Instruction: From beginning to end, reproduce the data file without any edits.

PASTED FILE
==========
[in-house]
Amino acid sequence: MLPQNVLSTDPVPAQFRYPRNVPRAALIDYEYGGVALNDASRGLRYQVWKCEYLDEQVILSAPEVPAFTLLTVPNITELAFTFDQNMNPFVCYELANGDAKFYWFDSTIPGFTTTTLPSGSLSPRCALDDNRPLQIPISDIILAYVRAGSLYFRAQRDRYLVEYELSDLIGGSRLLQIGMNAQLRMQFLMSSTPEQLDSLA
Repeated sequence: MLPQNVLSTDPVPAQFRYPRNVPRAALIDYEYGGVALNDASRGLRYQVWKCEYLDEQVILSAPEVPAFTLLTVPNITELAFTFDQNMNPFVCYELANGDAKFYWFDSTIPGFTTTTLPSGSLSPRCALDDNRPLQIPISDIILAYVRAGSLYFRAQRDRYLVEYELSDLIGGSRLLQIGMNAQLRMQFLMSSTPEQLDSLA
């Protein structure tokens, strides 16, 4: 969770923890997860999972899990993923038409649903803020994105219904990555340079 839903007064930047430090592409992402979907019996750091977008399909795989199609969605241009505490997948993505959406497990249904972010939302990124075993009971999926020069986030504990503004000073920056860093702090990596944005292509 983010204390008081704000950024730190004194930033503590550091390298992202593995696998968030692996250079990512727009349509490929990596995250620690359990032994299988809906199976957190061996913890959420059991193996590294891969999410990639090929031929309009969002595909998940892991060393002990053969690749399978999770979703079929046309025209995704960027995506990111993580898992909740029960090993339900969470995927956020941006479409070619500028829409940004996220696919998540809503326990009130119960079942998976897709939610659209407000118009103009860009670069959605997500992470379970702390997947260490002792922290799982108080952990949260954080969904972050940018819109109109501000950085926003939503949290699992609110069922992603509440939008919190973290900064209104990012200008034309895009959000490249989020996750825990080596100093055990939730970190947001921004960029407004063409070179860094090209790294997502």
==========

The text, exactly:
[in-house]
Amino acid sequence: MLPQNVLSTDPVPAQFRYPRNVPRAALIDYEYGGVALNDASRGLRYQVWKCEYLDEQVILSAPEVPAFTLLTVPNITELAFTFDQNMNPFVCYELANGDAKFYWFDSTIPGFTTTTLPSGSLSPRCALDDNRPLQIPISDIILAYVRAGSLYFRAQRDRYLVEYELSDLIGGSRLLQIGMNAQLRMQFLMSSTPEQLDSLA
Repeated sequence: MLPQNVLSTDPVPAQFRYPRNVPRAALIDYEYGGVALNDASRGLRYQVWKCEYLDEQVILSAPEVPAFTLLTVPNITELAFTFDQNMNPFVCYELANGDAKFYWFDSTIPGFTTTTLPSGSLSPRCALDDNRPLQIPISDIILAYVRAGSLYFRAQRDRYLVEYELSDLIGGSRLLQIGMNAQLRMQFLMSSTPEQLDSLA
């Protein structure tokens, strides 16, 4: 969770923890997860999972899990993923038409649903803020994105219904990555340079 839903007064930047430090592409992402979907019996750091977008399909795989199609969605241009505490997948993505959406497990249904972010939302990124075993009971999926020069986030504990503004000073920056860093702090990596944005292509 983010204390008081704000950024730190004194930033503590550091390298992202593995696998968030692996250079990512727009349509490929990596995250620690359990032994299988809906199976957190061996913890959420059991193996590294891969999410990639090929031929309009969002595909998940892991060393002990053969690749399978999770979703079929046309025209995704960027995506990111993580898992909740029960090993339900969470995927956020941006479409070619500028829409940004996220696919998540809503326990009130119960079942998976897709939610659209407000118009103009860009670069959605997500992470379970702390997947260490002792922290799982108080952990949260954080969904972050940018819109109109501000950085926003939503949290699992609110069922992603509440939008919190973290900064209104990012200008034309895009959000490249989020996750825990080596100093055990939730970190947001921004960029407004063409070179860094090209790294997502």